When commenting on compulsory purchase changes being sought by the development sector that go beyond the scope of the Bill, the Minister once again made mention of the Housing White Paper and his intentions for future housing policy – significantly, he added:

‘… my ambition, if possible, is to set out in the White Paper a strategy for how we can get the country building the number of homes that we need, to listen to what people have to say in response to the White Paper and to implement it. I would then like to try—this is an ambitious thing for a politician to say—to have a period of policy stability during which we get on and implement the strategy that we have set out, rather than introducing changes every single year.’

Moving on then to the final sitting and the Government’s new clauses for local plan-making, all of the following future provisions have now been added to the Bill:
  • The Secretary of State (SoS) will be able to make regulations to require a local planning authority (LPA) to review local development documents (LDDs) i.e. statutory development plan documents (DPDs) and non-statutory supplementary planning documents (SPDs) ‘at prescribed times’ – this is the key clause that could be used to require councils to have an adopted local plan and to review it at set periods. LPAs would have to publish their reasons, if they consider on review that no revisions are necessary. Barwell has acknowledged that currently, ‘… there is no single place in statute where the duty to have a plan is clearly identified…’ (NC7);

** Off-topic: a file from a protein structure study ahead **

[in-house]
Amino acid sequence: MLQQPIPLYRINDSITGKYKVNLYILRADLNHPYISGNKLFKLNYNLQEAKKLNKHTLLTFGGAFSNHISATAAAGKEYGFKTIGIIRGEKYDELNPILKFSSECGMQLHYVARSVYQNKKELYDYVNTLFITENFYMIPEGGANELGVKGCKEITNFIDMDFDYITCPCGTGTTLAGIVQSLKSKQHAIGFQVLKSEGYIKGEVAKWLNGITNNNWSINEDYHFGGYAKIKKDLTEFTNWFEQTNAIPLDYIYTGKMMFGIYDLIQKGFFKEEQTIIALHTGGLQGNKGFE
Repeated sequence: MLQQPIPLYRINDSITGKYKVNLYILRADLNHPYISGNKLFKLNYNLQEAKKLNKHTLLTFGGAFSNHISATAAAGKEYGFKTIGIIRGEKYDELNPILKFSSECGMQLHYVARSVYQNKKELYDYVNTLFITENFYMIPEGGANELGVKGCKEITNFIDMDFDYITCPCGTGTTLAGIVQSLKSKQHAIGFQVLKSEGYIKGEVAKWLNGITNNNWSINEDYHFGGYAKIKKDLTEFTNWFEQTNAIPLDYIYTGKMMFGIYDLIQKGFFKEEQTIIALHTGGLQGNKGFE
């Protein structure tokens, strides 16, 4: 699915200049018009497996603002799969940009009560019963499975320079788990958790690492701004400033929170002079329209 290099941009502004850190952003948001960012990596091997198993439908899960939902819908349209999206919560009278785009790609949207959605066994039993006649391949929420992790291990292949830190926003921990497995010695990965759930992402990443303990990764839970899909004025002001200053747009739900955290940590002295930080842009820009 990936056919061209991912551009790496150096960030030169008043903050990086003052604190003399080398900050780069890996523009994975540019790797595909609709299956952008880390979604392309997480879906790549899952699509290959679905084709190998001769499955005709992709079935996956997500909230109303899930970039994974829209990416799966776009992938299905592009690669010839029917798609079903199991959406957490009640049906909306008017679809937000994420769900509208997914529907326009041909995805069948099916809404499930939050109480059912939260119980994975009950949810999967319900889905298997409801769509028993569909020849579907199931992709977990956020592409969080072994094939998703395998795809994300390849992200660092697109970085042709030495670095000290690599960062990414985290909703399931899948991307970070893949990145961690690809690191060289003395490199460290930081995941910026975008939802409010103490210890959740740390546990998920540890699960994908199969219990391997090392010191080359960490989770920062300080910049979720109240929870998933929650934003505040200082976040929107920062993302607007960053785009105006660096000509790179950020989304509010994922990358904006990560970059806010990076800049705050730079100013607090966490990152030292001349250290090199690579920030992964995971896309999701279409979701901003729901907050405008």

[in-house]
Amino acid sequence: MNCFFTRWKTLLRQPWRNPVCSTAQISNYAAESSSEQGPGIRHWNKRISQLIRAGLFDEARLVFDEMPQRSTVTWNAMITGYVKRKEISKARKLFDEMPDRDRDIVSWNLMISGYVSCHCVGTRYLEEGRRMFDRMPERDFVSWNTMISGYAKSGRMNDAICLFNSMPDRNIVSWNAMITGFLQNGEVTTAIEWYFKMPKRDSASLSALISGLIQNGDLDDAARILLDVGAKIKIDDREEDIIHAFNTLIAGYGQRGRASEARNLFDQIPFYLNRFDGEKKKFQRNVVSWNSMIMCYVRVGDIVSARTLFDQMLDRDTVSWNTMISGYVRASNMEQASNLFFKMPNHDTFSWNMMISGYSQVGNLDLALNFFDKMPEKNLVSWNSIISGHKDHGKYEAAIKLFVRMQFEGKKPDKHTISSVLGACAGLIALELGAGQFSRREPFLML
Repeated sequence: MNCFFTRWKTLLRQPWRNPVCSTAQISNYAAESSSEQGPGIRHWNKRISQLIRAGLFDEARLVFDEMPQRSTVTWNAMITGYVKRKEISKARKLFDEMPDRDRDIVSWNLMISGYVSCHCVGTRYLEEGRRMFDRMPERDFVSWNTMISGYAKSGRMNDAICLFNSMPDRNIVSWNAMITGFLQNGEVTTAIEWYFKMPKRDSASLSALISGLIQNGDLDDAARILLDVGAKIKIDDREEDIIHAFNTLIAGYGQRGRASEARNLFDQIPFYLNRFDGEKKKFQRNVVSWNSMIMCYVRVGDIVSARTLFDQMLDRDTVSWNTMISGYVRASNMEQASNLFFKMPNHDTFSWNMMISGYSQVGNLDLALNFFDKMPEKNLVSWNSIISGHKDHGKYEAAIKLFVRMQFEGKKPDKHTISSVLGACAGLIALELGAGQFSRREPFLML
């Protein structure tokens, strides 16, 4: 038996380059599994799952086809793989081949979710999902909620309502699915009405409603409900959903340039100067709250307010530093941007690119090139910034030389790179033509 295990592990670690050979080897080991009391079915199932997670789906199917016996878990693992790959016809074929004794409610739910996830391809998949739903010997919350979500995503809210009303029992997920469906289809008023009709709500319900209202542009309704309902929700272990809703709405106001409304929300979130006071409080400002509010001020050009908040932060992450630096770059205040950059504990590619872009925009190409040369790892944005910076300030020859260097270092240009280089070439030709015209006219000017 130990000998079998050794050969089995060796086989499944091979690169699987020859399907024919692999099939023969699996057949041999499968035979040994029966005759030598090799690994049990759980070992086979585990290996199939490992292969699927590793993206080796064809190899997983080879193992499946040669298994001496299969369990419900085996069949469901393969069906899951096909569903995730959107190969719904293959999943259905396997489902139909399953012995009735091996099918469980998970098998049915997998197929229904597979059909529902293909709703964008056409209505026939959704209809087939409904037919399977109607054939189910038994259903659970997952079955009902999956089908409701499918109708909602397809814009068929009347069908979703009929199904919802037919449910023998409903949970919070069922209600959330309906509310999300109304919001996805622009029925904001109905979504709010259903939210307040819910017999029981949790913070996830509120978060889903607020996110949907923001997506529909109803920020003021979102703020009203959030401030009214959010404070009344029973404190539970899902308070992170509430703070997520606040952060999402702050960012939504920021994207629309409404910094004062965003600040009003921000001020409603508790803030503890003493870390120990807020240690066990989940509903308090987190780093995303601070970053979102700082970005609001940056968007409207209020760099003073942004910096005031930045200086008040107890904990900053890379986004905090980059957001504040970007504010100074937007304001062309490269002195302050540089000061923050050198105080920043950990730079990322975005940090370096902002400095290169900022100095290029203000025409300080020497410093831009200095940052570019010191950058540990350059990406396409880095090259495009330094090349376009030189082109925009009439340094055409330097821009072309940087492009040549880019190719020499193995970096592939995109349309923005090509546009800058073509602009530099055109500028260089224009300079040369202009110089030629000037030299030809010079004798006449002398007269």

• LPA DPDs ‘taken as a whole’ will have to ‘identify the strategic priorities for the development and use of land in the authority’s area’ (as per the National Planning Policy Framework now) - except for in London, where there is a mayoral development corporation, or where there is a combined authority (that would usually have the role of setting out strategic policies) (NC3);
  • the SoS will have a new power to direct two or more LPAs to prepare a joint DPD (to ‘facilitate the more effective planning of the development and use of land’ in their areas) (NC4). The powers would include the SoS setting a timetable for joint plan preparation, yet there is no such provision proposed for ‘standard’ DPDs;
  • county councils will be given default powers by invitation from the SoS to prepare DPDs where the SoS, ‘thinks that a district council in the county council’s area is failing to prepare, revise or adopt such a document’ – the SoS writing a plan ‘should very much be a last resort’ (NC5).
And last but not least, as a not-so-stark warning to LPAs still without an up-to-date local plan early next year, Barwell has given clear hints about how possible interventions will work, starting in early 2017:

‘The Government have said that we expect authorities to have plans in place by early next year. Anyone who is listening to this debate can be clear that there is a clear deadline to get this work done. That does not mean that we will want to intervene on every single council that has not achieved that by then, because some councils may be working flat out and are very close, so intervening would do nothing to speed the process up. However, councils that are not making satisfactory progress towards that target should be warned that intervention will follow, because we are determined to ensure that we get plan coverage in place.’